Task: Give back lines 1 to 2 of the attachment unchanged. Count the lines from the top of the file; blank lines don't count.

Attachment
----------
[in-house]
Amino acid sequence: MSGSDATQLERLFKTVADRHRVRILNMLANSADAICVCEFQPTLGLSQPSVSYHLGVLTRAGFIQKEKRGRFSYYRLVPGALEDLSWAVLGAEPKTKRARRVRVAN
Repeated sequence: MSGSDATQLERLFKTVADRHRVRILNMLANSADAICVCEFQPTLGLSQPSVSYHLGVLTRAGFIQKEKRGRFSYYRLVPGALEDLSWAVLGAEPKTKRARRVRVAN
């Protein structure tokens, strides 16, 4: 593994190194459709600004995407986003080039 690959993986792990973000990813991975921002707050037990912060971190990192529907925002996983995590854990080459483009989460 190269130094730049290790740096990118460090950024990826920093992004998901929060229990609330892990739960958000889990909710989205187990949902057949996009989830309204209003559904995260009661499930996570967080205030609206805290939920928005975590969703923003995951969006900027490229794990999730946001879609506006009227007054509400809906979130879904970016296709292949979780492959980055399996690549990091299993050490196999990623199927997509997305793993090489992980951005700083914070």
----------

[in-house]
Amino acid sequence: MSGSDATQLERLFKTVADRHRVRILNMLANSADAICVCEFQPTLGLSQPSVSYHLGVLTRAGFIQKEKRGRFSYYRLVPGALEDLSWAVLGAEPKTKRARRVRVAN